Standard CTCSS Groups

Code Group A
Code Group B
Code Group C
Non-Std
XZ
67 Hz
XA
71.9
74.4 Hz
69.4
XB
77.0
YZ
82.5
79.7
97.4
YB
88.5
ZA
94.8
YA
85.4
159.8
1Z
100.0
1A
103.5
ZZ
91.5
165.5
1B
107.2
2X
110.9
171.3
2A
114.4
2B
118.8
179.3
3Z
123.0
3A
127.3
Special Non-EIA
183.5
3B
131.8
4Z
136.5
ZB
97.4
189.9
4A
141.3
4B
146.2
196.6
5Z
151.4
5A
156.7
199.5
5B
162.2
6Z
167.9
206.5
6A
173.8
6B
179.9
229.1
7Z
186.2
7A
192.8
254.1
M1
203.5
M2
210.7
M3
218.1
M4
225.7
233.6
241.8
250.3

As a general rule, stick to the EIA standard tones unless they are already in use by someone else. Non-standard Splits can cause problems with older decoders operating on either side of the split frequency.

One other item on CTCSS selection. I personally stay away from the 136.5 Hz when doing CTCSS assignments. The Motorola DPL (Digital Private Line) has a turn off "burst" that comes in at an audio frequency of about 136 Hz, so you may end up with your radio clicking for no apparent reason. Pick another CTCSS instead.

If your in a country which uses 50 Hz commercial ac power, you may want to avoid 100Hz as your CTCSS code since it would be a first harmonic of the 50 Hz, which could cause a channel to open when someone transmits from a base station using an AC to DC power supply.


How do I know which CTCSS tones are being used?

There are no records kept by the FCC that show CTCSS tones in use. It can be, quite literally, trial and error!

Most radio communications companies keep records of their own customers, and in many areas a quasi-structure between the companies has been arranged to divide up the available tones so they don't overlap, but there is no sure way of knowing until you try.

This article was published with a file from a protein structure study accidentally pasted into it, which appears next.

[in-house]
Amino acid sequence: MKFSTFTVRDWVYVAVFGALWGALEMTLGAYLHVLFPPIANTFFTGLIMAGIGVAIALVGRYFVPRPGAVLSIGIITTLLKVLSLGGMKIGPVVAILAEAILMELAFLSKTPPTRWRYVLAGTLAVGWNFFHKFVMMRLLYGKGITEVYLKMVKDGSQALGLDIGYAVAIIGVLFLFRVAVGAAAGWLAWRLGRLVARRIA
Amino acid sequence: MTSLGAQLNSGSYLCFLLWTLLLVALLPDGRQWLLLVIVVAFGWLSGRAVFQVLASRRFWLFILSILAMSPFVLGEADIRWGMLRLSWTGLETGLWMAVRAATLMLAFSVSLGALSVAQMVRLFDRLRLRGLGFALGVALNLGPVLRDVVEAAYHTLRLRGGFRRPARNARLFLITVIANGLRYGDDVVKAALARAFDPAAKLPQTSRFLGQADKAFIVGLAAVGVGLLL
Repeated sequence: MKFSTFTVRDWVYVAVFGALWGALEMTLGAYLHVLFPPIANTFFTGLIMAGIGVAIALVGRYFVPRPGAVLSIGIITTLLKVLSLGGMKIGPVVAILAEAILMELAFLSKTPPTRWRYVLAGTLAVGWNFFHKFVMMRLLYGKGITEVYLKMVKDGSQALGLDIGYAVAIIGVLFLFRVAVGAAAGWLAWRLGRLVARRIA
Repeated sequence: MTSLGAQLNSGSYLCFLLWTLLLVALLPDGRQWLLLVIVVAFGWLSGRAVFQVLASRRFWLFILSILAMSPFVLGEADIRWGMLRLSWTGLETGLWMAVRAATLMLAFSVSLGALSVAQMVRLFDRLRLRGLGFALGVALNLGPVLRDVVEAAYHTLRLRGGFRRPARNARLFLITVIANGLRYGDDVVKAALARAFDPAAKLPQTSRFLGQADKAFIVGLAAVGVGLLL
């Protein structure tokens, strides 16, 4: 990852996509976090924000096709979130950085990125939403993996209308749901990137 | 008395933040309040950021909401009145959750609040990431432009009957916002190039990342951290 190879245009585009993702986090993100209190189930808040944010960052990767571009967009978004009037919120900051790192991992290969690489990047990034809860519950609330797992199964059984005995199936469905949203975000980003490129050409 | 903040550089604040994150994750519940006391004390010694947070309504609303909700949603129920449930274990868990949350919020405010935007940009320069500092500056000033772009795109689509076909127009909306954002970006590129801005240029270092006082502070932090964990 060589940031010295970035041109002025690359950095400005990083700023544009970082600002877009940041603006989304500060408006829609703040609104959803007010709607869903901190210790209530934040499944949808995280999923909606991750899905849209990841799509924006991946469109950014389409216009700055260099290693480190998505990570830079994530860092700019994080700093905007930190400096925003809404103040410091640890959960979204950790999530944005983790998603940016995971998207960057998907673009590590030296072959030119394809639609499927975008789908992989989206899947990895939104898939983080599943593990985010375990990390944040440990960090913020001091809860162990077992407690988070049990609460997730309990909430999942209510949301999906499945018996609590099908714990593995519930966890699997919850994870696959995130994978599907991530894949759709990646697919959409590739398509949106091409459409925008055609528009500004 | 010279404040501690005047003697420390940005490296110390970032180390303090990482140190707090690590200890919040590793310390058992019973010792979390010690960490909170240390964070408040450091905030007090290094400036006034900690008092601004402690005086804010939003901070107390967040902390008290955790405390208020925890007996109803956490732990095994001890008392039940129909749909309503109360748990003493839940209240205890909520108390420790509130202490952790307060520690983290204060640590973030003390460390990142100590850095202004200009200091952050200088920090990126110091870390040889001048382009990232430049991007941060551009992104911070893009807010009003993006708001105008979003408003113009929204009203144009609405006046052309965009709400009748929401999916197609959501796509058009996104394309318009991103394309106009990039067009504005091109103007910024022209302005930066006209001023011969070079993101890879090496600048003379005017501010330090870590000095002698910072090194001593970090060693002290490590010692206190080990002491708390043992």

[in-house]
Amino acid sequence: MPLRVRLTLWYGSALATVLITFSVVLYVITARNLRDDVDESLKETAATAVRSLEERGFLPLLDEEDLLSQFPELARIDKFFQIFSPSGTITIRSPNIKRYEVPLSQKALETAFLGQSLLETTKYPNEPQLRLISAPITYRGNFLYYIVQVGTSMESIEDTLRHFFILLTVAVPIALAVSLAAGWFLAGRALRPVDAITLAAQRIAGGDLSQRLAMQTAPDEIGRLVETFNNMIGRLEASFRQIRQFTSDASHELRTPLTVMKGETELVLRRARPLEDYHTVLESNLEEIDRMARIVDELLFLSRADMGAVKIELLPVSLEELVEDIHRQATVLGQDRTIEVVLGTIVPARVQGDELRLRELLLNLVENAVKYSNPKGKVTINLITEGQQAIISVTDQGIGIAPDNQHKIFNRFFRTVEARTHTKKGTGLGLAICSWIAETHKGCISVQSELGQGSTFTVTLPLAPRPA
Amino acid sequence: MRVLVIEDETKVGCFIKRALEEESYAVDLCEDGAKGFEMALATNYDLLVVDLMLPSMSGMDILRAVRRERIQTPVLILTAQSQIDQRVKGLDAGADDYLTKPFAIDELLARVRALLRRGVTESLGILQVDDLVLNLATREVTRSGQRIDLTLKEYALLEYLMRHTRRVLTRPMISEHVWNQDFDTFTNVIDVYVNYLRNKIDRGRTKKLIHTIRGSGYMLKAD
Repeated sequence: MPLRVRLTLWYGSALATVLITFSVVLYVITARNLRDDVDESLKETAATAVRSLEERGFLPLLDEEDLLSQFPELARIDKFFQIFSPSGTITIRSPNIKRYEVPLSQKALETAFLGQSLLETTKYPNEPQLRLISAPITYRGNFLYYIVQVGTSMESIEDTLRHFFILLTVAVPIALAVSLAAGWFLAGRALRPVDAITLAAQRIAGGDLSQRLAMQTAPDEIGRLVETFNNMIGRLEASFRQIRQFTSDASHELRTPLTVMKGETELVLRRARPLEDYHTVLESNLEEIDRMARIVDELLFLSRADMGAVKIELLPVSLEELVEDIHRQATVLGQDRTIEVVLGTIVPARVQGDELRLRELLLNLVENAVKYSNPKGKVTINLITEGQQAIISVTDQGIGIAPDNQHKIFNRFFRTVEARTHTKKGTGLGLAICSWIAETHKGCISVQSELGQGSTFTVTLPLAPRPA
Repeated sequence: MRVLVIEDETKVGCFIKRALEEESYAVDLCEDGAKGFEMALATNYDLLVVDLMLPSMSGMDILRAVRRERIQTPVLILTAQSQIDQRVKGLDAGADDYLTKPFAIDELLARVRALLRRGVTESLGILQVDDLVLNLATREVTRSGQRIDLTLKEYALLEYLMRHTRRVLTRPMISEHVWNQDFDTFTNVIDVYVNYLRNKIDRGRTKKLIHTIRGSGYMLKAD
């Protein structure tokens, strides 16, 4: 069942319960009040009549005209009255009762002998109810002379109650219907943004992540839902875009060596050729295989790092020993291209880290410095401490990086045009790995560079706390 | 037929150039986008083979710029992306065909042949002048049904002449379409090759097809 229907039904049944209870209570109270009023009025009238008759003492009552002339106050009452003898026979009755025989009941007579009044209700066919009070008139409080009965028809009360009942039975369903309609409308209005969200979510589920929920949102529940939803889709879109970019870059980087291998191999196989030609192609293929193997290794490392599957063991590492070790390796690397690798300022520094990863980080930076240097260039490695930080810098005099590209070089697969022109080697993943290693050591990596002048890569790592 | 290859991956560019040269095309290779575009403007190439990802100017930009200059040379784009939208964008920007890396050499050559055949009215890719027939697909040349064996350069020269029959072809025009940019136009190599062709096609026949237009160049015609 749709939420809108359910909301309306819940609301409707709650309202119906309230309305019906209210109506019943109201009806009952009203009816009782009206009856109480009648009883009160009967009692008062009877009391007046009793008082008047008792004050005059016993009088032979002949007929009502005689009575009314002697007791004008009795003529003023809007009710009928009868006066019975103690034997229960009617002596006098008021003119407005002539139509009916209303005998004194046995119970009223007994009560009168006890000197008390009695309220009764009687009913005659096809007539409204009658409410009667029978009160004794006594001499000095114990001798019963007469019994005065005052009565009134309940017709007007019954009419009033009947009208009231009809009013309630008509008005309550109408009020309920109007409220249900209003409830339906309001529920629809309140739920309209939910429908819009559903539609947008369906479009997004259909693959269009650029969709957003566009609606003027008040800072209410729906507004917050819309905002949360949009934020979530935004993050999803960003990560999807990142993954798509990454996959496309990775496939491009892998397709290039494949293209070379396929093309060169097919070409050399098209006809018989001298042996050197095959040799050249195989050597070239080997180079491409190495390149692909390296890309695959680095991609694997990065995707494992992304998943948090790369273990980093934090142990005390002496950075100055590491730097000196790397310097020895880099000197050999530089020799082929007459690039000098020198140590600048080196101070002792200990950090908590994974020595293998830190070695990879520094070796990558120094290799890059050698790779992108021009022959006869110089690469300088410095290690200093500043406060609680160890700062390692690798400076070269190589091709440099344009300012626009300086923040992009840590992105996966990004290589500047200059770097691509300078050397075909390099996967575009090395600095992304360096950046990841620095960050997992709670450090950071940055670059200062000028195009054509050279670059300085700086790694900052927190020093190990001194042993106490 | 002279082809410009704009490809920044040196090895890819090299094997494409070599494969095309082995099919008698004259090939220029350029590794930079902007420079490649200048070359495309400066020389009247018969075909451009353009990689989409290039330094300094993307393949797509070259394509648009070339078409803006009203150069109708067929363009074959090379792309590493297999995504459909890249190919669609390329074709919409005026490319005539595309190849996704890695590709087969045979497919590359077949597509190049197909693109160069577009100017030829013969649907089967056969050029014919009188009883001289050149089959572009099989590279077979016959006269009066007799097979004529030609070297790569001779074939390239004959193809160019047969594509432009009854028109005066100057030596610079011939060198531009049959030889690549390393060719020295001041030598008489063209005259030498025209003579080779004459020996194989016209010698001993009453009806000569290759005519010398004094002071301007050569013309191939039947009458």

When you install CTCSS, you pick a frequency (maybe after talking to a local communications company to find out which ones they favor or suggest), and then put it on the air. If you are infringing upon an existing radio user that already has that tone, then you must change. The rule of the land is "the last one on must be the one to change any offending transmissions".

So you change to another tone, usually be changing a small switch and try again until you find an unused tone. It is a good idea to use one radio as your search radio, and to allow at least one week of time to pass before you consider the CTCSS tone good. Another user may be on vacation or out of the area for at least a week, so you have to give them time to advise you that you are using the same CTCSS as them.


A lot of trouble?

No... not really. If you do the up front work, and have a bit of patience, the payoff of a quieter channel is well worth the effort. You don't have to listen to all the other radio traffic, and when you hear a voice over one of your radios, you automatically know its one of your group!


CTCSS Decoders in other Equipment

Decoders can be installed in most all types of communications equipment

bulletScanners
bulletPagers
bulletAlert Monitors
bulletOne-way Control Systems
bulletSCADA

The decoders perform their function to filter out unwanted transmissions, and make for a more disciplined radio environment.